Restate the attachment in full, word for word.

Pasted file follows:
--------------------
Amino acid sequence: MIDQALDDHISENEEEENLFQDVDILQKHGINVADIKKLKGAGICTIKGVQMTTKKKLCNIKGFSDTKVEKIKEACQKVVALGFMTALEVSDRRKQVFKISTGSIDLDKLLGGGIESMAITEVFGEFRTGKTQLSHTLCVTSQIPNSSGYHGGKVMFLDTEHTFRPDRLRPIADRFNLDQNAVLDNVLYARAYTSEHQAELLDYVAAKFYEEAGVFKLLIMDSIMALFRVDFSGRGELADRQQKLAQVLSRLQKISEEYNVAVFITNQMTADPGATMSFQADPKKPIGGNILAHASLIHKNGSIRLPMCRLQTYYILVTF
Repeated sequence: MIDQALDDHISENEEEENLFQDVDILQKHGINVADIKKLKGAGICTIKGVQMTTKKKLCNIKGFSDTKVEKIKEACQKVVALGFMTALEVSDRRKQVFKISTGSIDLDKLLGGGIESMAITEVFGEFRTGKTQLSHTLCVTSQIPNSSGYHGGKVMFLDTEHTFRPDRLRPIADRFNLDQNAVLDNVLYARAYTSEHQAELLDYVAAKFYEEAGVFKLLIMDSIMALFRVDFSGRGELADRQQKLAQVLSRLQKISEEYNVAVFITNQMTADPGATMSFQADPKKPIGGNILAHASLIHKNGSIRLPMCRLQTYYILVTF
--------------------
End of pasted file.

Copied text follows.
Amino acid sequence: MIDQALDDHISENEEEENLFQDVDILQKHGINVADIKKLKGAGICTIKGVQMTTKKKLCNIKGFSDTKVEKIKEACQKVVALGFMTALEVSDRRKQVFKISTGSIDLDKLLGGGIESMAITEVFGEFRTGKTQLSHTLCVTSQIPNSSGYHGGKVMFLDTEHTFRPDRLRPIADRFNLDQNAVLDNVLYARAYTSEHQAELLDYVAAKFYEEAGVFKLLIMDSIMALFRVDFSGRGELADRQQKLAQVLSRLQKISEEYNVAVFITNQMTADPGATMSFQADPKKPIGGNILAHASLIHKNGSIRLPMCRLQTYYILVTF
Repeated sequence: MIDQALDDHISENEEEENLFQDVDILQKHGINVADIKKLKGAGICTIKGVQMTTKKKLCNIKGFSDTKVEKIKEACQKVVALGFMTALEVSDRRKQVFKISTGSIDLDKLLGGGIESMAITEVFGEFRTGKTQLSHTLCVTSQIPNSSGYHGGKVMFLDTEHTFRPDRLRPIADRFNLDQNAVLDNVLYARAYTSEHQAELLDYVAAKFYEEAGVFKLLIMDSIMALFRVDFSGRGELADRQQKLAQVLSRLQKISEEYNVAVFITNQMTADPGATMSFQADPKKPIGGNILAHASLIHKNGSIRLPMCRLQTYYILVTF